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The ’80s and ’90s were a time for bold visual experimentation anyway. Vivid patterns, neon accents, and statement motifs populated the era and Nike’s own art department played its part, experimenting with color and technique to produce some of the era’s more iconic textile colors and prints. With digital technology in its early days, prints were shaped by hand before then being digitally copied or textured and played with through light, exposure, and different transfer techniques – giving garments a genuine made-by-hand feel. Even key collaborators such as Mr. Jordan himself, as well as director Spike Lee (who directed several of the brand’s ads during this period), reputedly pushed the department’s designers to new creative heights as well.
Nike’s Tech Pack is arguably the culmination of these various strands, traditions, knowledges and innovations. Developed from decades out on the street, in the court and on the track, Nike’s Tech Pack is a collection that seamlessly blends the modern tech the Swoosh has at its fingertips with the essential functional requirements of today’s streetwear.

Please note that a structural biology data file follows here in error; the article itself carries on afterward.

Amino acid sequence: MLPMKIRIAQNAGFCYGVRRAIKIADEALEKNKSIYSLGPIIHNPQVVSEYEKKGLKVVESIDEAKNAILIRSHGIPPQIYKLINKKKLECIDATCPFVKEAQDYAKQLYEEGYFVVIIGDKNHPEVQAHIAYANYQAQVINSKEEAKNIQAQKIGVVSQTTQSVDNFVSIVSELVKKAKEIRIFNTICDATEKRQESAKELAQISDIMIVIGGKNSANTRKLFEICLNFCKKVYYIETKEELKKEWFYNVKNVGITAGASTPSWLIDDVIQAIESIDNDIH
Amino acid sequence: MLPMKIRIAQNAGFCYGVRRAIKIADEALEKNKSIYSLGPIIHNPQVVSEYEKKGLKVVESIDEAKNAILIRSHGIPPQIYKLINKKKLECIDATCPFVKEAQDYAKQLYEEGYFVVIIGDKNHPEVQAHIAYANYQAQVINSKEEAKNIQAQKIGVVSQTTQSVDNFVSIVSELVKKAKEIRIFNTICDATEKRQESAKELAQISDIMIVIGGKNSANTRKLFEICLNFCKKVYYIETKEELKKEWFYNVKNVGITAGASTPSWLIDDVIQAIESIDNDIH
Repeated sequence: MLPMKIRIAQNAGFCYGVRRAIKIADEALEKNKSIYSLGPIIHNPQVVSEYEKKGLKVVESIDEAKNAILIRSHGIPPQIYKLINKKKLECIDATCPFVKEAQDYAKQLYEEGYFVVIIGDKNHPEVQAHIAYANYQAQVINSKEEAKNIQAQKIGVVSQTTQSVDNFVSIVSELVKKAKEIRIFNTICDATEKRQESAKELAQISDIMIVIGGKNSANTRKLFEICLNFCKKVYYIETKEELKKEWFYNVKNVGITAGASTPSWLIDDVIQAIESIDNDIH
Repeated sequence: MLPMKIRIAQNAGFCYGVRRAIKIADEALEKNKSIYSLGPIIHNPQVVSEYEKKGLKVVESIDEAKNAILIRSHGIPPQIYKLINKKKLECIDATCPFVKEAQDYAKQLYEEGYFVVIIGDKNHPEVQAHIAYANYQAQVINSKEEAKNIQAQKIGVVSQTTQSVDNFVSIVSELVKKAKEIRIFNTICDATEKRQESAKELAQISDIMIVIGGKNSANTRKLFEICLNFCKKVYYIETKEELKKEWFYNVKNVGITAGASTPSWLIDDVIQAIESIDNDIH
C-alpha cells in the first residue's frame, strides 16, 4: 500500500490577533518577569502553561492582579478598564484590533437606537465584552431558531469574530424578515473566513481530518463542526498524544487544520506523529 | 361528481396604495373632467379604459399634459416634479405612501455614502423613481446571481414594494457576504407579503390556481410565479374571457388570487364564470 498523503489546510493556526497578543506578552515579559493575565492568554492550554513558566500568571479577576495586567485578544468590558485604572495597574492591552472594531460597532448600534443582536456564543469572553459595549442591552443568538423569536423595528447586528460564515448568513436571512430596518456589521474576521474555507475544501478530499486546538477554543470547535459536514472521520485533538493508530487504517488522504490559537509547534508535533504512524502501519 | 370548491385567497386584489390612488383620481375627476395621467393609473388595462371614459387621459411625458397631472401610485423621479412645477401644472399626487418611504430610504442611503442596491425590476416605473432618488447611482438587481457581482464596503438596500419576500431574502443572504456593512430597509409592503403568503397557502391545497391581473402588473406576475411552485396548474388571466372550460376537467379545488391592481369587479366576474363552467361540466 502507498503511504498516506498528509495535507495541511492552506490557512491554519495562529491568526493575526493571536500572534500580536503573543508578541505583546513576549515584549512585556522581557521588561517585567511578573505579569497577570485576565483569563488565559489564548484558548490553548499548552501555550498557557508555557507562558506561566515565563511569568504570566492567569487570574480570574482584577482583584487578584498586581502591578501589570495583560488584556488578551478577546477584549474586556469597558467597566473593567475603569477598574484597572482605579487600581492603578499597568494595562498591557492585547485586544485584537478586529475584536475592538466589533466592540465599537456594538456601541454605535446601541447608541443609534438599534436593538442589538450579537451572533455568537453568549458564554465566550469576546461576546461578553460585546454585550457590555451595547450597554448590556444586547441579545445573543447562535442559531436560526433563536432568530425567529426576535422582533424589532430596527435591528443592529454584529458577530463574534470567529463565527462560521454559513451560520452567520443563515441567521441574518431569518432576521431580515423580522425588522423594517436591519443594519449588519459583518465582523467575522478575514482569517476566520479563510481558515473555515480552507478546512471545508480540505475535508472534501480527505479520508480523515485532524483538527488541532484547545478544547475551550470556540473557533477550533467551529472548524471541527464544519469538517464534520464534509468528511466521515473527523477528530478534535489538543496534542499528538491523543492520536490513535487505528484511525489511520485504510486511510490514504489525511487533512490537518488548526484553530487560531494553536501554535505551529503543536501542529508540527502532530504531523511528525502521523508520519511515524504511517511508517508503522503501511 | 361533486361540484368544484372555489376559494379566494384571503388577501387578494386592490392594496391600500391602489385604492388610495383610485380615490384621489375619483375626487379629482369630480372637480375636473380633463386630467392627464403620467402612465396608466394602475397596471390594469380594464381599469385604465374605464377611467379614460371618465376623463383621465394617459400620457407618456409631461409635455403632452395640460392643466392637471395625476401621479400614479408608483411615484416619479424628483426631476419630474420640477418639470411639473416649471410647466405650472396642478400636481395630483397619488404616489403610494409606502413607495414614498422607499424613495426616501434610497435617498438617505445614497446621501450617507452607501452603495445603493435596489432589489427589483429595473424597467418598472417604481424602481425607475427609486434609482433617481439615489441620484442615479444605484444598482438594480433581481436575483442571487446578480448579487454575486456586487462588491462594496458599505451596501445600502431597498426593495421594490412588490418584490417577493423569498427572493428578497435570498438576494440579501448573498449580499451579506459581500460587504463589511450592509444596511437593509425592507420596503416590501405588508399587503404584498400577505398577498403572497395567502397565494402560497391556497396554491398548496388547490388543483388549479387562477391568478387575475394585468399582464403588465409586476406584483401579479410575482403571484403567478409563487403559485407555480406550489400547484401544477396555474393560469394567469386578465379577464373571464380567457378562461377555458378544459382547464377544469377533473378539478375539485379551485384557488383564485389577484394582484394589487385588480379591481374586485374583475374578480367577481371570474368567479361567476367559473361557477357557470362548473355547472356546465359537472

The infamous East Coast–West Coast hip-hop rivalry of the late 1990s helped solidify Tupac and Biggie Smalls as not only legends of their respective turfs, but icons of an entire generation.Biggie’s style sensibilities in particular played a pivotal role in defining ’90s hip-hop culture as the rapper was notorious for repping colorful knitwear from Australian label Coogi, thus igniting one of the biggest fashion trends of the decade.Upping the nostalgic factor even further, Sprayground has partnered with children’s legend Barney to drop a Biggie-inspired backpack that sees America’s favorite purple dinosaur decked out in a signature Coogi sweater complete with sunglasses and gold chain.

This unmistakable limited-edition homage to Brooklyn’s finest drops today, July 27, and you’ll be able to find it on Sprayground’s web store.Danny Hogg, the man who tagged D.C. with “Cool ‘Disco’ Dan” has died this week.Renowned for his signature — Cool “Disco” Dan — the marking was visible on just about any surface throughout the D.C. in the late ’80s and early ’90s.According to Roger Gastman, the artist and filmmaker who co-directed the documentary The Legend of Cool “Disco” Dan — Hogg, 48 years old, passed away on Wednesday due to complications from diabetes.While few actually knew who Cool “Disco” Dan was, Hogg immersed himself in art and drawing as a young child, and his struggles with mental health issues and homelessness are discussed in the aforementioned documentary, but also explores how Cool “Disco” Dan was very much a part of D.C.’s culture and history.In other news, one of the most influential street art sites just re-launched.